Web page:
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Gauss's Law with NONuniform E field

by Alex G
Tags: field, gauss, nonuniform
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Alex G
#1
Feb8-11, 09:31 PM
P: 24
1. The problem statement, all variables and given/known data
A closed surface with dimensions a = b = 0.400 m and c = 0.800 m is located as shown in the figure below. The left edge of the closed surface is located at position x = a. The electric field throughout the region is nonuniform and given by E = (2.70 + 2.20 x2)i N/C, where x is in meters.
https://www.webassign.net/serpse8/24-p-061.gif

A)Calculate the net electric flux leaving the closed surface.

2. Relevant equations

For a closed surface Integral of E(dot)dA = qenclosed/Epsilon0

3. The attempt at a solution

Obviously I will have to integrate the Electric field here. I began with the simple formula
Int(E dot dA) from 1.2 to 0 because the distance at the edge where the E field leaves is 1.2m out. I believe since the sides are all parallel to the E field those become 0.
So I tried integrating
2.70 + 2.20x^2 dA from 1.2 to 0
I believe dA is x^2 (a=b=x) and dA is the combined infinitesimal areas to produce LxW of the end of the box.
The angle between the exiting E field and the Normal to the plane at the end of the box are parallel thus negligible.
What's going wrong here :-/
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ehild
#2
Feb8-11, 11:30 PM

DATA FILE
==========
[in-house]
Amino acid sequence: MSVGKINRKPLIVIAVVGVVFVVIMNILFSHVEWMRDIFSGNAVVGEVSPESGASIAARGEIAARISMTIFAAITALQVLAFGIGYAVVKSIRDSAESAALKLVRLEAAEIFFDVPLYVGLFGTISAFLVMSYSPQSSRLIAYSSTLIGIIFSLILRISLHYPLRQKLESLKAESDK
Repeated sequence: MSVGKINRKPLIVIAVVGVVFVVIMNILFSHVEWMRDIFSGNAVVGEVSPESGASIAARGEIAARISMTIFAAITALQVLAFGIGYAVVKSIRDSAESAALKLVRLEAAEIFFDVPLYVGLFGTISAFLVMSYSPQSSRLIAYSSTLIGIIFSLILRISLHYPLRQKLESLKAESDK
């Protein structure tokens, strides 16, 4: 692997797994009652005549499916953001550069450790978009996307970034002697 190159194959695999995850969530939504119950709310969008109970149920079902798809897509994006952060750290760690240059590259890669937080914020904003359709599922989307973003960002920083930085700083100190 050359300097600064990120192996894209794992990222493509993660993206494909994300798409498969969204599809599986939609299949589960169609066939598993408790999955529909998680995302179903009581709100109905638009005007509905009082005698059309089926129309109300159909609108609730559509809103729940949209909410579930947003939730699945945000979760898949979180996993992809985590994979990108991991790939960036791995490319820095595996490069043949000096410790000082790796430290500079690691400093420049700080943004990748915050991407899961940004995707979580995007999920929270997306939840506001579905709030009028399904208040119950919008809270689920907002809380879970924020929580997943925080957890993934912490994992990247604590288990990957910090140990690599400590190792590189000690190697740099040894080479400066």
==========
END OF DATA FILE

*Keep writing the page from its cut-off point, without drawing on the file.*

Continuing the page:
HW Helper
Thanks
P: 10,537
I do not quite follow you but you might not know that dA in the dot product E˙dA is a vector, normal to the surface and pointing outward from the slab. This dot product is equal to E*cos(φ)*dA where φ is the angle enclosed by E and dA and E and dA are the magnitudes of these vectors. At the sides of the slab, the normals of the surfaces are perpendicular to E so cos(φ)=0, the dot products cancel. At the bases, the planes located at x=0.4 and x=1.2, dA is parallel to the x axis. Its direction is opposite to E at x=a (φ=180) and it points in the same direction as E at x=1.2 (φ=0). The magnitude of dA is dydz on these planes.


ehild
RTW69
#3
Feb9-11, 12:37 AM
P: 374
This might be a bit simplistic but at x=.4 E=3.02 and area=.16 or Flux=E*A*Cos(180)

at x=1.2 E=5.58 and area=.16 or flux=E*A*cos(0)

No flux through side surfaces just ends. Add the two fluxes to get total flux.

I get a total flux of 5.097

ehild
#4
Feb9-11, 01:13 AM
HW Helper
Thanks
P: 10,537
Gauss's Law with NONuniform E field

Quote Quote by RTW69 View Post
This might be a bit simplistic but at x=.4 E=3.02 and area=.16 or Flux=E*A*Cos(180)

at x=1.2 E=5.58 and area=.16 or flux=E*A*cos(0)

No flux through side surfaces just ends. Add the two fluxes to get total flux.

I get a total flux of 5.097
The procedure is OK, but check your E values.

At x=0, E=2.7+2.2*0.16=3.052
At x=1.2, E=2.7+2.2*1.44=5.868

ehild
RTW69
#5
Feb9-11, 01:29 AM
P: 374
X=.4; E=2.7+2.2*0.16=3.052, Area=.16; E=3.052*.16*Cos(180)=-.488 thanks for catching my mistake!
Alex G
#6
Feb9-11, 08:02 AM
P: 24
Wow thank you both, that was a lot easier than I thought. I suppose I'm just uncertain when I should integrate and when I shouldn't.


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